Patent Auctions: Selling in the Open to the Highest Bidder
The final common vehicle for selling patent rights is the public auction setting. Today, the most prevalent patent auction is conducted by Ocean Tomo, which currently holds 2 auctions each year. Ocean Tomo is very selective about what patents it takes into each auction, a fact that limits the ability of many patent owners to participate in this model. Ocean Tomo obtains a fee from the seller and the buyer, and it is my understanding that the net fee amounts to approximately 25 % paid to the auction house.
While I have not personally been involved in a patent auction, I have heard mixed things from people who have participated as both buyers and sellers in these auctions. My sense is that an auction allows one to sell his patent in a transparent setting where the price is set by competitive bidding. This can be good when a patent is desired by multiple parties who are influenceable by the “heat” of a public auction process to increase their bids to result in a higher price for the seller.
In my view, one downside of the open auction process is that all participants know the price being being offered, a fact that can lead to a lower final sale price if a patent does not garner excitement from the participants. In contrast, in a private auction–such as that effectively set up when a quality patent broker sells a patent into a large network of potential buyers–the lack of transparency can result in a higher final price because the participants know who has been offered the patent but not the amount offered. A further possible downside to a public auction is that one can only sell his patent to someone who shows up at the auction. With a broker-conducted private auction, however, someone who may not actively be seeking to buy a patent at that time will be presented with the opportunity to buy the patent. Thus, the number of potential buyers can be expanded with the use of a patent broker.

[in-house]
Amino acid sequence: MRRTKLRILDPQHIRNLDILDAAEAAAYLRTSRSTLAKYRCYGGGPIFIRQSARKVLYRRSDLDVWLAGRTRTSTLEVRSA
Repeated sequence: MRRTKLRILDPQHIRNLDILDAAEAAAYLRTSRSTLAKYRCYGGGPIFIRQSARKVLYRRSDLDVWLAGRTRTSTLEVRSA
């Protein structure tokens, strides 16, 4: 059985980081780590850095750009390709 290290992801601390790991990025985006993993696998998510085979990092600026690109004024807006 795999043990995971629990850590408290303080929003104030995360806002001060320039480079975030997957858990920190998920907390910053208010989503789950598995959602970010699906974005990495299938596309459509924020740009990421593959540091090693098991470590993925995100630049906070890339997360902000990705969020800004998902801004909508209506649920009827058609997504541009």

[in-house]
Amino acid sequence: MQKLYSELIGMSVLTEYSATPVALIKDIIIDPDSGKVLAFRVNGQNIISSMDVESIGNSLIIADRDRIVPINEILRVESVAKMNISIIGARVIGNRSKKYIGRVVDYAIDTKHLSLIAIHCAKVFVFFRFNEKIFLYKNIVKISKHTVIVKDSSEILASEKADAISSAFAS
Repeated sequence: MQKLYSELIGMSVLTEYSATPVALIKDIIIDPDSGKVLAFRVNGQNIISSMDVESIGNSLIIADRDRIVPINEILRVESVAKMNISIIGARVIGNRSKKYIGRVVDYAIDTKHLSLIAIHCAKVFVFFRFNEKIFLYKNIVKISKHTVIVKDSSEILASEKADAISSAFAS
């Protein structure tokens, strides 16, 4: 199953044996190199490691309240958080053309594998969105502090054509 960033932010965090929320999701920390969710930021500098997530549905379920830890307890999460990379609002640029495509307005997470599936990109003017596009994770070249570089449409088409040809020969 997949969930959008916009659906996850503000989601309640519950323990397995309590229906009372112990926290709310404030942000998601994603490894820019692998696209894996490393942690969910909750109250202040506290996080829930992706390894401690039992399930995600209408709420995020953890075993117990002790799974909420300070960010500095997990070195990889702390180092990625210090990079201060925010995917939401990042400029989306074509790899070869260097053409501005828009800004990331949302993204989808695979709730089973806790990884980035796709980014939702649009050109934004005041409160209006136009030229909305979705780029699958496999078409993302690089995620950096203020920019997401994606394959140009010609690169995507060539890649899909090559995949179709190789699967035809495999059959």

It’s as Clear as Mud Now, Right?
As noted at the outset of this article, the patent monetization market is only just now emerging as a viable way to obtain value from un- or under-utilized patent assets. In view of this, most patent owners just starting into will be confused about how to proceed in a manner that maximizes the price obtained from one’s patent. If one owns patent rights and seeks to sell them today, it is my recommendation that he learn as much as possible about the process. And, as with many business situations, checking references and seeking recommendations from those with experience as patent sellers and counselors to patent owners will be critical to success in patent monetization. Personally, I am looking forward to the day when more openness exists in the patent marketplace so that patent owners can better gauge the quality and qualifications of those participants in the process. I think we are getting there, and I will provide more information on this in a subsequent blog post.